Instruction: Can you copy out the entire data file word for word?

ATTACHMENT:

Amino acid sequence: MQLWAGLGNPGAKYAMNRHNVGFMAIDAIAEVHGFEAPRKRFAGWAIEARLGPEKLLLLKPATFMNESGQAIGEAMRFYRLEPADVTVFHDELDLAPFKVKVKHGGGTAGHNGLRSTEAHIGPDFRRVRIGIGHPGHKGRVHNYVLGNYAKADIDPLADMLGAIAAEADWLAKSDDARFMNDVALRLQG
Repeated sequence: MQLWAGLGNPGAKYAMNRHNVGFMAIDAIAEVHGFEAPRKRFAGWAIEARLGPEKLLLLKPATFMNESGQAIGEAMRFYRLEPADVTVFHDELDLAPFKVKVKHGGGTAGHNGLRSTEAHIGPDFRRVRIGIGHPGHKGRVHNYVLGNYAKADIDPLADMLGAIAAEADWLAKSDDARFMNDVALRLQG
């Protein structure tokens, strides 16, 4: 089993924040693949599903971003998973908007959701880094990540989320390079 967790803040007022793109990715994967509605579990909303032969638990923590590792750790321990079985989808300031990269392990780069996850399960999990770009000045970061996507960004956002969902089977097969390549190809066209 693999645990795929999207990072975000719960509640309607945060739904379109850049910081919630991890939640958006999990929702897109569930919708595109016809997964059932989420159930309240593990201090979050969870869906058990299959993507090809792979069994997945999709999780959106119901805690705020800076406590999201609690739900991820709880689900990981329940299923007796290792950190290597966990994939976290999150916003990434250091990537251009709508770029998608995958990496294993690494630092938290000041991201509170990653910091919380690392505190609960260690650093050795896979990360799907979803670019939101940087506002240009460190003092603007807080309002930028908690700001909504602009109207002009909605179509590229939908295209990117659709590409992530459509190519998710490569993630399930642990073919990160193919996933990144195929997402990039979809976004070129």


Amino acid sequence: MQLWAGLGNPGAKYAMNRHNVGFMAIDAIAEVHGFEAPRKRFAGWAIEARLGPEKLLLLKPATFMNESGQAIGEAMRFYRLEPADVTVFHDELDLAPFKVKVKHGGGTAGHNGLRSTEAHIGPDFRRVRIGIGHPGHKGRVHNYVLGNYAKADIDPLADMLGAIAAEADWLAKSDDARFMNDVALRLQG
Repeated sequence: MQLWAGLGNPGAKYAMNRHNVGFMAIDAIAEVHGFEAPRKRFAGWAIEARLGPEKLLLLKPATFMNESGQAIGEAMRFYRLEPADVTVFHDELDLAPFKVKVKHGGGTAGHNGLRSTEAHIGPDFRRVRIGIGHPGHKGRVHNYVLGNYAKADIDPLADMLGAIAAEADWLAKSDDARFMNDVALRLQG
């Protein structure tokens, strides 16, 4: 089993924040693949599903971003998973908007959701880094990540989320390079 967790803040007022793109990715994967509605579990909303032969638990923590590792750790321990079985989808300031990269392990780069996850399960999990770009000045970061996507960004956002969902089977097969390549190809066209 693999645990795929999207990072975000719960509640309607945060739904379109850049910081919630991890939640958006999990929702897109569930919708595109016809997964059932989420159930309240593990201090979050969870869906058990299959993507090809792979069994997945999709999780959106119901805690705020800076406590999201609690739900991820709880689900990981329940299923007796290792950190290597966990994939976290999150916003990434250091990537251009709508770029998608995958990496294993690494630092938290000041991201509170990653910091919380690392505190609960260690650093050795896979990360799907979803670019939101940087506002240009460190003092603007807080309002930028908690700001909504602009109207002009909605179509590229939908295209990117659709590409992530459509190519998710490569993630399930642990073919990160193919996933990144195929997402990039979809976004070129």